USS Sealion, a History: During the Pacific Theatre of Operations in WWII, U.S. Navy submarines, known collectively as “The Silent Service,” were an absolutely vital component in the defeat of Imperial Japan, ravaging the Hideki Tojo’s merchant fleet and the warships of the Imperial Japanese Navy (IJN) alike. Regarding the latter target category, American subs sank their fair share of aircraft carriers, including the 69,000-ton supercarrier Shinano, sunk by the USS Archerfish under the command of Comm. Joseph F. Enright. Shinano was the largest ship killed in the history of submarine warfare, having started off her star-crossed life as a battleship, sister ship to the Yamato and Musashi, the world’s largest battleships. Interestingly though, only one American sub managed to sink a bonafide Axis battleship during the course of the war.
The submarine was the USS Sealion II, and the victim was the IJN Kongō. Let’s take a closer look at this singular event in naval warfare history.
Profile of the Predator: the USS Sealion
Just like the aforementioned Archerfish, USS Sealion II (SS-315) was a Balao-class (named for the balao halfbeak fish species, scientific name Hemiramphus balao). Her keel was laid by the famous Electric Boat Company of Groton, Connecticut, launched on October 31, 1943 (Trick or Treat, Tojo!), and commissioned on March 8, 1944. She was armed with ten 21-inch (533mm) torpedo tubes – six tubes fore and four aft – a 5-inch (127mm)/25 caliber deck gun, plus Bofors 40mm and Oerlikon 20mm anti-aircraft guns. Regarding the latter two weapons systems, Vice Admiral Charles A. Lockwood, Commander, Submarine Force Pacific Fleet (COMSUBPAC) stated emphatically in his book Sink ‘Em All, “I did not want my submarines engaging in gun battles with planes … Why improve [our AA defenses] if there were no intention of using them?”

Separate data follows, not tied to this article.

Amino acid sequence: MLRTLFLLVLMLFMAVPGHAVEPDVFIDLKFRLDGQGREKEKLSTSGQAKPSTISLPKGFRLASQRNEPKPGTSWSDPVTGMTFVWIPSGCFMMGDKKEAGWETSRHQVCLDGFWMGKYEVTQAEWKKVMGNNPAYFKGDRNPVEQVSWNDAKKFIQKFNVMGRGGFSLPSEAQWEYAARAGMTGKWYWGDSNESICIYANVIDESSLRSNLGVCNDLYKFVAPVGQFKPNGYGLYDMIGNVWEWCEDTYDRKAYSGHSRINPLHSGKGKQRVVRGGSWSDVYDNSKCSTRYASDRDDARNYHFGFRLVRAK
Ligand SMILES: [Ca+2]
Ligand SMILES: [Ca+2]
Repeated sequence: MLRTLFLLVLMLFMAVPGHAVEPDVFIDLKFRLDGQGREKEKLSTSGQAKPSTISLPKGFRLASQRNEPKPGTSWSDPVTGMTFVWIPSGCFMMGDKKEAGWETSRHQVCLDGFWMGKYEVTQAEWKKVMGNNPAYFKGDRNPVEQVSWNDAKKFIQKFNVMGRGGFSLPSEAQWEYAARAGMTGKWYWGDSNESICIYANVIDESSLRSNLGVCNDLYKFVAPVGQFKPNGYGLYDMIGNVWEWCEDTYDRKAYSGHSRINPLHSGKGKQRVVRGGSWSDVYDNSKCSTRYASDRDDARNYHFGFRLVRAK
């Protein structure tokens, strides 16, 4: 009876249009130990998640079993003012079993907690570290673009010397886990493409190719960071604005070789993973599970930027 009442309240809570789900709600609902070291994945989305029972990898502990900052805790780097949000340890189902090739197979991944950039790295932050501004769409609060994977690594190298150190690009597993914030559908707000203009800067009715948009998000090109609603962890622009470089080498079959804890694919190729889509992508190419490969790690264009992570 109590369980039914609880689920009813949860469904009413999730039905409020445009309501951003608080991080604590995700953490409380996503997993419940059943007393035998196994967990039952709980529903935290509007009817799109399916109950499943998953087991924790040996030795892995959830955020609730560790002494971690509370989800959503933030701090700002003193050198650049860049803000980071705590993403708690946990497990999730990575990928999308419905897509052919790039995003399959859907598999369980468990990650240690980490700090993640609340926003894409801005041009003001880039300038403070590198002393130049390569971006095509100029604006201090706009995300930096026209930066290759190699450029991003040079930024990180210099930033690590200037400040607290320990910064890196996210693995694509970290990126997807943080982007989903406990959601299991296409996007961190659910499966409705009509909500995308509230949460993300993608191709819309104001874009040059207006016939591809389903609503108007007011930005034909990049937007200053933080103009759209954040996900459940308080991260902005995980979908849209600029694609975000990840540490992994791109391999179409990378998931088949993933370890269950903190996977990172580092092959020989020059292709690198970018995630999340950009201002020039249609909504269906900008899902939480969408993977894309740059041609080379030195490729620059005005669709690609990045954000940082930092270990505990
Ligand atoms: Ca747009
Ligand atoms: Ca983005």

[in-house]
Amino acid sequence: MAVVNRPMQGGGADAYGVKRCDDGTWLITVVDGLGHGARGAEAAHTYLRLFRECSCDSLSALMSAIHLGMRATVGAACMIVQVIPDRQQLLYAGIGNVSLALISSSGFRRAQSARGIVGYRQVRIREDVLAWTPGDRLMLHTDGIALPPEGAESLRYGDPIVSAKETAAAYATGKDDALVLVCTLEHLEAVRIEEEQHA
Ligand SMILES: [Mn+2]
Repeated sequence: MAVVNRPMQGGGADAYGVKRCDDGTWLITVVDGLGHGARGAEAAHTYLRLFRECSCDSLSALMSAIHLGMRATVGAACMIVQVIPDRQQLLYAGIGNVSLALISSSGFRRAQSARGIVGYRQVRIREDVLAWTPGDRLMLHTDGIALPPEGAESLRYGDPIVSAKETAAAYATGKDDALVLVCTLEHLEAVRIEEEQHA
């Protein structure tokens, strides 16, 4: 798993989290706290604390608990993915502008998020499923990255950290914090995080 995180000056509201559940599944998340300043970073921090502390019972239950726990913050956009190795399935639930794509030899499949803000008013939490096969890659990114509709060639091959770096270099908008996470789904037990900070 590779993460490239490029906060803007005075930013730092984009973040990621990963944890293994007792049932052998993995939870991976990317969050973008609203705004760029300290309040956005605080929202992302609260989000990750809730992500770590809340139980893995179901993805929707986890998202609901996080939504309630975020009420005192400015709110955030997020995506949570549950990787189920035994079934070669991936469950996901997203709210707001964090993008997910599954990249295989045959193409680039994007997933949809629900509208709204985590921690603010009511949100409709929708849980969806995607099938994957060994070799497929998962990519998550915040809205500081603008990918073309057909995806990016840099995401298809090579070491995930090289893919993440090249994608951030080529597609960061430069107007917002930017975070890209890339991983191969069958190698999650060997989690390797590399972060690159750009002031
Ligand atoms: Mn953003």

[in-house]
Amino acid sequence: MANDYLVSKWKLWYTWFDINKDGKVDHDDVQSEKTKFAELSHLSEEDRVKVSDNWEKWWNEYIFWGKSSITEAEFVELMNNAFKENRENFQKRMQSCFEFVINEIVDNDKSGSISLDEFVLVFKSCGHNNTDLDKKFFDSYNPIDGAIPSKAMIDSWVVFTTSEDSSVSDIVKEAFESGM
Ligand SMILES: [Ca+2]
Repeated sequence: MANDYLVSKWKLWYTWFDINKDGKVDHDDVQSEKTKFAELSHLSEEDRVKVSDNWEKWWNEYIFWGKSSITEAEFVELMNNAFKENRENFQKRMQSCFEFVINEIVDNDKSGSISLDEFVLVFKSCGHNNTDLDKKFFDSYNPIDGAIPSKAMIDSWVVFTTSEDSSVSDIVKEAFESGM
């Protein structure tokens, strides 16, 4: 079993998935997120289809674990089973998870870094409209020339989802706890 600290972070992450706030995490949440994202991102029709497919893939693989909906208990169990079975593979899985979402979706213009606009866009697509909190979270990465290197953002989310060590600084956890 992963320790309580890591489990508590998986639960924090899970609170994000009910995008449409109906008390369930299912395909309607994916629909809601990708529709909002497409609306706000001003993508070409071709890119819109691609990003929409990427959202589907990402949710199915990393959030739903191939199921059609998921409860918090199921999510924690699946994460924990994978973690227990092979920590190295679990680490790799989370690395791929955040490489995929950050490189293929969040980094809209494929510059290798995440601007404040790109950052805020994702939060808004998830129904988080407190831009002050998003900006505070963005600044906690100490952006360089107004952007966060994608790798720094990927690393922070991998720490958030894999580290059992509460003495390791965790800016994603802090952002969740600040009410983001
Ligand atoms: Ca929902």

Sealion II projected a length of 311 feet 9 inches (95.02 meters) with a displacement of 1,550 tons surfaced and 2,463 tons whilst submerged. She traversed the seas at 20.25 knots on the surface and 8.75 knots beneath the waves. Departing for her first war patrol on 8 June 1944, she claimed her first victim 20 days later, the Japanese naval transport Sansei Maru.
Fast-forward to September 12 of that same year, and Sealion inadvertently participated in one of the most tragic “blue-on-blue” incidents of the war when she sank the Rakuyō Maru and Kachidoki Maru, which happened to be transporting a combined 2,218 Australian and British prisoners of war; 1,559 of these POWs perished as a result. Sealion II and fellow American subs managed to rescue 150 of their compatriots, with the remaining 500 or so picked up by IJN destroyers and transported onward to Japan.